California adopts new wetlands rules to protect them from Trump rollbacks

New state regulations will strengthen protections for seasonal streams and wetlands, such as this Ventura County vernal pool, photographed in 1998.
New state regulations will strengthen protections for seasonal streams and wetlands, such as this Ventura County vernal pool, photographed in 1998.
(Spencer Weiner / Los Angeles Times)

California regulators voted Tuesday to strengthen state safeguards for thousands of wetlands and streams that are about to lose federal protections in a Trump administration rollback of the Clean Water Act.

Nearly 90% of California’s historic wetlands have been filled in or plowed under, and the state has said it is vital to preserve what remains.

The new state rules will insulate California from Washington’s efforts to drop regulations that prevent the destruction of isolated wetlands and seasonal streams.


The looming federal rollback increased pressure on the State Water Resources Control Board to adopt protections that have been under consideration for more than a decade, ever since a series of U.S. Supreme Court rulings left authorities confused about which waters are covered by the federal law.

In December, the U.S. Environmental Protection Agency launched the formal process of repealing Obama-administration-era regulations that broadened the Clean Water Act’s coverage of wetlands and seasonal bodies of water that are common in California and the arid West.

The extent of federal wetlands protections has long been a subject of legal and political dispute. Farmers, the building industry and mining interests have filed lawsuits and lobbied Washington to rein in the rules, arguing that they cover marginal waters and reach far beyond the law’s original intent.

The Clean Water Act allows states to adopt pollution standards that are more stringent than what the federal government requires, and under state water law California has always had the authority to restrict wetlands development. But regional water boards have exercised that authority unevenly.

The rules adopted Tuesday set statewide standards and define what constitutes a wetland, boosting safeguards for streams and isolated wetlands that are not wet the entire year but still provide valuable ecological services and contribute to river headwaters.

Farm groups objected to the new state criteria because they are broader than the federal definition. They also complained about the cost and amount of time required to comply with the regulations.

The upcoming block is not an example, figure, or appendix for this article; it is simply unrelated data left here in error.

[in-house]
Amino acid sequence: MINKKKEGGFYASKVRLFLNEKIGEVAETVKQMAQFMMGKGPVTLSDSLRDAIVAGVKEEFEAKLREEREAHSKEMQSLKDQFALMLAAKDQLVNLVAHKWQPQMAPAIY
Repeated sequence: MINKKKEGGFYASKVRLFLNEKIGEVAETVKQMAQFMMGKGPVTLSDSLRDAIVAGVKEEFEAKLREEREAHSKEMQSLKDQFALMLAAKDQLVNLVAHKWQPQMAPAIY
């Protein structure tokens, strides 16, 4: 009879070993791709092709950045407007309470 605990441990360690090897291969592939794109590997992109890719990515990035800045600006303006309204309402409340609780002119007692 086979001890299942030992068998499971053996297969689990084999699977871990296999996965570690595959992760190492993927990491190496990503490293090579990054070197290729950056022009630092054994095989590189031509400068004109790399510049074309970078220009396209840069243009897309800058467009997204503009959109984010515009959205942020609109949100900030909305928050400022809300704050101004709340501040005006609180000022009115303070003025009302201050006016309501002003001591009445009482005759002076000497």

Environmental groups, on the other hand, complained that the rules contained too many exemptions and did not ensure the state wouldn’t lose any additional wetlands.

In the end, speakers on both sides of the issue told the board Tuesday that they had compromised and were willing to support the new rules.

Kim Delfino, California director for Defenders of Wildlife, said it gave her and her colleagues at the conservation group “heartburn” to support protections that are weaker than environmentalists’ have long sought.

“That said,” she added, “we are realists and we see the changes at the federal level.”

After hearing several hours of public comment, the board voted with little discussion to adopt the regulations, which will not take effect until next year.

After the U.S. Supreme Court muddied the Clean Water Act’s definition of “wetlands,” environmental officials in Sacramento directed the water board to develop a wetlands policy for California. The 11-year effort has been fraught with delays and rewrites.

“It’s been a very painful process,” said board member Tam Doduc.


The board’s unanimous vote is one of several actions California is taking to thwart the Trump administration’s attacks on water protections.

State agencies are refusing to issue permits the federal government needs to raise Shasta Dam in Northern California because the project would drown portions of the McCloud River, which is protected under California’s Wild and Scenic Rivers Act.

The water board can also use state water-quality standards to limit Washington’s ability to boost irrigation supplies for Central Valley agriculture by relaxing federal safeguards for endangered fish.

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